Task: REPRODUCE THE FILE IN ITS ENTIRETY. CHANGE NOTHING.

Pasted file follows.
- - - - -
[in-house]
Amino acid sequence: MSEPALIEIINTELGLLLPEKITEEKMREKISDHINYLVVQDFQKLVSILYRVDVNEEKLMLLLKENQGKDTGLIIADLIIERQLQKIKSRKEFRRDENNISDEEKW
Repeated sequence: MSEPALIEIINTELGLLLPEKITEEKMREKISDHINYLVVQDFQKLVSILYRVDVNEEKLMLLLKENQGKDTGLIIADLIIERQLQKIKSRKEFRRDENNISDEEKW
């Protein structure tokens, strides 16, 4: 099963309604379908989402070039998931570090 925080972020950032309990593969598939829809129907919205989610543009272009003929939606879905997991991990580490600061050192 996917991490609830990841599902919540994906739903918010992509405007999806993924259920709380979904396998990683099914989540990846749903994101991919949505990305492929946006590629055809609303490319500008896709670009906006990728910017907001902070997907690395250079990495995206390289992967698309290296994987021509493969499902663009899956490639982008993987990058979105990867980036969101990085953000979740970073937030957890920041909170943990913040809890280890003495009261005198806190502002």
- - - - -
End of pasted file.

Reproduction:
[in-house]
Amino acid sequence: MSEPALIEIINTELGLLLPEKITEEKMREKISDHINYLVVQDFQKLVSILYRVDVNEEKLMLLLKENQGKDTGLIIADLIIERQLQKIKSRKEFRRDENNISDEEKW
Repeated sequence: MSEPALIEIINTELGLLLPEKITEEKMREKISDHINYLVVQDFQKLVSILYRVDVNEEKLMLLLKENQGKDTGLIIADLIIERQLQKIKSRKEFRRDENNISDEEKW
């Protein structure tokens, strides 16, 4: 099963309604379908989402070039998931570090 925080972020950032309990593969598939829809129907919205989610543009272009003929939606879905997991991990580490600061050192 996917991490609830990841599902919540994906739903918010992509405007999806993924259920709380979904396998990683099914989540990846749903994101991919949505990305492929946006590629055809609303490319500008896709670009906006990728910017907001902070997907690395250079990495995206390289992967698309290296994987021509493969499902663009899956490639982008993987990058979105990867980036969101990085953000979740970073937030957890920041909170943990913040809890280890003495009261005198806190502002």